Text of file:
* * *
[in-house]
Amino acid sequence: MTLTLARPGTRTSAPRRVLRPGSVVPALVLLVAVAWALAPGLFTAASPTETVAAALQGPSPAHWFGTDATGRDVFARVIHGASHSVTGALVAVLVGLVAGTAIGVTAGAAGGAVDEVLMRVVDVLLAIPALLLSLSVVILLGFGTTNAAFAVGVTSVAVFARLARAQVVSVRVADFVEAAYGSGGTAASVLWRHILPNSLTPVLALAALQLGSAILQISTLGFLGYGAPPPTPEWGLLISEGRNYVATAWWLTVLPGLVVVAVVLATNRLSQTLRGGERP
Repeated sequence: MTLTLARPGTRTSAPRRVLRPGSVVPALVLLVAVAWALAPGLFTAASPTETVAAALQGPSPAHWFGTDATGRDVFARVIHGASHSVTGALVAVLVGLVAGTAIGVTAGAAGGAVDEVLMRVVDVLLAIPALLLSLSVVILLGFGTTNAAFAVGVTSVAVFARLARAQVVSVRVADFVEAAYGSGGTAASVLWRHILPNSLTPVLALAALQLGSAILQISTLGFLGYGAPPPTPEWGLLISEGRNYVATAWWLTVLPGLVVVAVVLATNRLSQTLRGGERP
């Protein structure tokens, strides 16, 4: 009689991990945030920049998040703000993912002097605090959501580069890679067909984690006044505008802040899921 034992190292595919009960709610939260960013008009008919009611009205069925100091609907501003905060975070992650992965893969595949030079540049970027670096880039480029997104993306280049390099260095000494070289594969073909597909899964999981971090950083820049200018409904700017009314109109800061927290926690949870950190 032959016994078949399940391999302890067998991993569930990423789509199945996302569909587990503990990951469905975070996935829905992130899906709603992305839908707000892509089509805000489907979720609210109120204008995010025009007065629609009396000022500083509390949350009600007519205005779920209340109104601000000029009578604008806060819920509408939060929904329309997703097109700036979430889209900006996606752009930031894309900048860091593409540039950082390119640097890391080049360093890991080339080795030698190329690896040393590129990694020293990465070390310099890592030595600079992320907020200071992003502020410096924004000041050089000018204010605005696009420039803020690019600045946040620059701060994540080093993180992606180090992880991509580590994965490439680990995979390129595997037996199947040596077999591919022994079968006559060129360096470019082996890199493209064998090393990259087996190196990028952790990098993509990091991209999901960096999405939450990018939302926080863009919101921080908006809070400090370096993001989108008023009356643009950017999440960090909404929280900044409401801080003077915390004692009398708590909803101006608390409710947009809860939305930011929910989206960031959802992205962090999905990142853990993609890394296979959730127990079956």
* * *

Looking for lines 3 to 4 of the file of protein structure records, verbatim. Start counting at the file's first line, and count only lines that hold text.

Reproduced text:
Repeated sequence: MTLTLARPGTRTSAPRRVLRPGSVVPALVLLVAVAWALAPGLFTAASPTETVAAALQGPSPAHWFGTDATGRDVFARVIHGASHSVTGALVAVLVGLVAGTAIGVTAGAAGGAVDEVLMRVVDVLLAIPALLLSLSVVILLGFGTTNAAFAVGVTSVAVFARLARAQVVSVRVADFVEAAYGSGGTAASVLWRHILPNSLTPVLALAALQLGSAILQISTLGFLGYGAPPPTPEWGLLISEGRNYVATAWWLTVLPGLVVVAVVLATNRLSQTLRGGERP
């Protein structure tokens, strides 16, 4: 009689991990945030920049998040703000993912002097605090959501580069890679067909984690006044505008802040899921 034992190292595919009960709610939260960013008009008919009611009205069925100091609907501003905060975070992650992965893969595949030079540049970027670096880039480029997104993306280049390099260095000494070289594969073909597909899964999981971090950083820049200018409904700017009314109109800061927290926690949870950190 032959016994078949399940391999302890067998991993569930990423789509199945996302569909587990503990990951469905975070996935829905992130899906709603992305839908707000892509089509805000489907979720609210109120204008995010025009007065629609009396000022500083509390949350009600007519205005779920209340109104601000000029009578604008806060819920509408939060929904329309997703097109700036979430889209900006996606752009930031894309900048860091593409540039950082390119640097890391080049360093890991080339080795030698190329690896040393590129990694020293990465070390310099890592030595600079992320907020200071992003502020410096924004000041050089000018204010605005696009420039803020690019600045946040620059701060994540080093993180992606180090992880991509580590994965490439680990995979390129595997037996199947040596077999591919022994079968006559060129360096470019082996890199493209064998090393990259087996190196990028952790990098993509990091991209999901960096999405939450990018939302926080863009919101921080908006809070400090370096993001989108008023009356643009950017999440960090909404929280900044409401801080003077915390004692009398708590909803101006608390409710947009809860939305930011929910989206960031959802992205962090999905990142853990993609890394296979959730127990079956």